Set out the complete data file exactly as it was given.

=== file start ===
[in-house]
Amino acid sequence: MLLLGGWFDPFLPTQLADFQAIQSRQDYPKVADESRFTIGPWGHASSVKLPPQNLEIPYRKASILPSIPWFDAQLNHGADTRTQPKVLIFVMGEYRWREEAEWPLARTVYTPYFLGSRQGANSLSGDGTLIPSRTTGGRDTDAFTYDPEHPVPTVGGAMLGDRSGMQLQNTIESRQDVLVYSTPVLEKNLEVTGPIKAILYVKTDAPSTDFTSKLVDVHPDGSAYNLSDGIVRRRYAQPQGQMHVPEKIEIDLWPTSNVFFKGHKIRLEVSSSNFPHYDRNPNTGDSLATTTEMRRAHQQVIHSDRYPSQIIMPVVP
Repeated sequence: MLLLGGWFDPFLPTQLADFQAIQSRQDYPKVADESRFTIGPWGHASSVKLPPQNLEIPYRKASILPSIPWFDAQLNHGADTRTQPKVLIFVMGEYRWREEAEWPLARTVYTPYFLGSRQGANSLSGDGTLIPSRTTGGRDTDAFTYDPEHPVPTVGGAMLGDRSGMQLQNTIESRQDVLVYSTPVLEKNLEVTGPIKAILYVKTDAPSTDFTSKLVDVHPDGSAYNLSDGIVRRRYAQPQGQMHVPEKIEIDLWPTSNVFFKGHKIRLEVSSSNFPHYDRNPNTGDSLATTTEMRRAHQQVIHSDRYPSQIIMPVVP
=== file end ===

[in-house]
Amino acid sequence: MLLLGGWFDPFLPTQLADFQAIQSRQDYPKVADESRFTIGPWGHASSVKLPPQNLEIPYRKASILPSIPWFDAQLNHGADTRTQPKVLIFVMGEYRWREEAEWPLARTVYTPYFLGSRQGANSLSGDGTLIPSRTTGGRDTDAFTYDPEHPVPTVGGAMLGDRSGMQLQNTIESRQDVLVYSTPVLEKNLEVTGPIKAILYVKTDAPSTDFTSKLVDVHPDGSAYNLSDGIVRRRYAQPQGQMHVPEKIEIDLWPTSNVFFKGHKIRLEVSSSNFPHYDRNPNTGDSLATTTEMRRAHQQVIHSDRYPSQIIMPVVP
Repeated sequence: MLLLGGWFDPFLPTQLADFQAIQSRQDYPKVADESRFTIGPWGHASSVKLPPQNLEIPYRKASILPSIPWFDAQLNHGADTRTQPKVLIFVMGEYRWREEAEWPLARTVYTPYFLGSRQGANSLSGDGTLIPSRTTGGRDTDAFTYDPEHPVPTVGGAMLGDRSGMQLQNTIESRQDVLVYSTPVLEKNLEVTGPIKAILYVKTDAPSTDFTSKLVDVHPDGSAYNLSDGIVRRRYAQPQGQMHVPEKIEIDLWPTSNVFFKGHKIRLEVSSSNFPHYDRNPNTGDSLATTTEMRRAHQQVIHSDRYPSQIIMPVVP